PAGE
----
Forum for Science, Industry and Business

Sponsored by:     3M 
Search our Site:

 

A new approach to on-chip quantum computing

02.10.2014

New low-power method opens the door for easily fabricating future quantum communication and computing devices

Commercial devices capable of encrypting information in unbreakable codes exist today, thanks to recent quantum optics advances, especially the generation of photon pairs—tiny entangled particles of light.


Cross-polarized pump photons (red and blue) interact in the micro-ring resonator to directly generate cross-polarized correlated photons (green and yellow).

Credit: Lucia Caspani

Now, an international team of researchers led by professor Roberto Morandotti of INRS-EMT in Canada, is introducing a new method to achieve a different type of photon pair source that fits into the tiny space of a computer chip.

The team's method, which generates "mixed up" photon pairs from devices that are less than one square millimeter in area, could form the core of the next-generation of quantum optical communication and computing technology. The research will be presented at The Optical Society's (OSA) 98th Annual Meeting, Frontiers in Optics, being held Oct. 19-23 in Tucson, Arizona, USA.

One of the properties of light exploited within quantum optics is "photon polarization," which is essentially the direction in which the electric field associated with the photon oscillates. The research team set out to find a way to directly "mix up," or cross-polarize, the photons via a nonlinear optical process on a chip.

"While several efforts have been devoted to develop on-chip sources of polarization-entangled photons, the process typically used to generate these photons only allows the generation of photons with the same polarization as the laser beam used to pump the device — either both horizontal or vertical — after which entanglement can be achieved by accurately mixing these states. Now, we have found a way to directly generate cross-polarized photon pairs," says Lucia Caspani, a postdoctoral fellow at INRS-EMT and co-author of the Frontiers in Optics paper.

To generate the cross-polarized photons, Caspani and colleagues used two different laser beams at different wavelengths —one vertically polarized and another horizontally polarized. The approach, however, came with a potential pitfall: the classical process between the two pump beams could destroy the photons' fragile quantum state.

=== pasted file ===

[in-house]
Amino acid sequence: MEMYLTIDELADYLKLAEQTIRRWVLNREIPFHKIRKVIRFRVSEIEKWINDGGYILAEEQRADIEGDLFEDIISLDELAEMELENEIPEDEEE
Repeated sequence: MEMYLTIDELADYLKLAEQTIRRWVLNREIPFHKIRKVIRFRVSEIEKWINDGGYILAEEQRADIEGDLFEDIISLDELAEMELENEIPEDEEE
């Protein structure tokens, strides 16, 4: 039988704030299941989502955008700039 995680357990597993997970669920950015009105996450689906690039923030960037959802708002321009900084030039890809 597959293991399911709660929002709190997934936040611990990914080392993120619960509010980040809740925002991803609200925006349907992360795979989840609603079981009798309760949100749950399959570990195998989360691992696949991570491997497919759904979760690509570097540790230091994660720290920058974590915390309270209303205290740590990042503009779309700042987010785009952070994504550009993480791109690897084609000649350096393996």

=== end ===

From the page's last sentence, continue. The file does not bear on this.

To address this challenge, the team, which also includes researchers from RMIT University in Australia and City University of Hong Kong, pioneered a new approach based on a micro-ring resonator—a tiny optical cavity with a diameter on the order of tens to hundreds of micrometers—that operates in such a way that energy conservation constraints suppress classical effects while amplifying quantum processes.

While a similar suppression of classical effects has been observed in gas vapors and complex micro-structured fibers, this is the first time it has been reported on a chip, thus opening a clear route for building scalable integrated devices.

"Our approach opens the door to directly mixing different polarizations on a chip," Caspani points out. "At very low power, our device directly generates photon pairs with orthogonal polarizations, which can be exploited for quantum communication and computing protocols."

The fabrication process of the chip is also compatible with that currently used for electronic chips. "It enables a future coexistence of our device with standard integrated circuits," says Caspani, which is a fundamental requirement for the widespread adoption of optical quantum technologies.

Presentation FTu2A.2, "Direct Generation of Orthogonally Polarized Photon Pairs via Spontaneous Non-Degenerate FWM on a Chip," takes place Tuesday, Oct. 21 at 11 a.m. MST at the Arizona Ballroom, Salon 8 at the JW Marriott Tucson Starr Pass Resort in Tucson.

PRESS REGISTRATION: A press room for credentialed press and analysts will be located in the Marriott, Sunday through Thursday, Oct. 19-23. Those interested in obtaining a press badge for FiO should contact OSA's Lyndsay Meyer at 202.416.1435 or lmeyer@osa.org.

About FiO/LS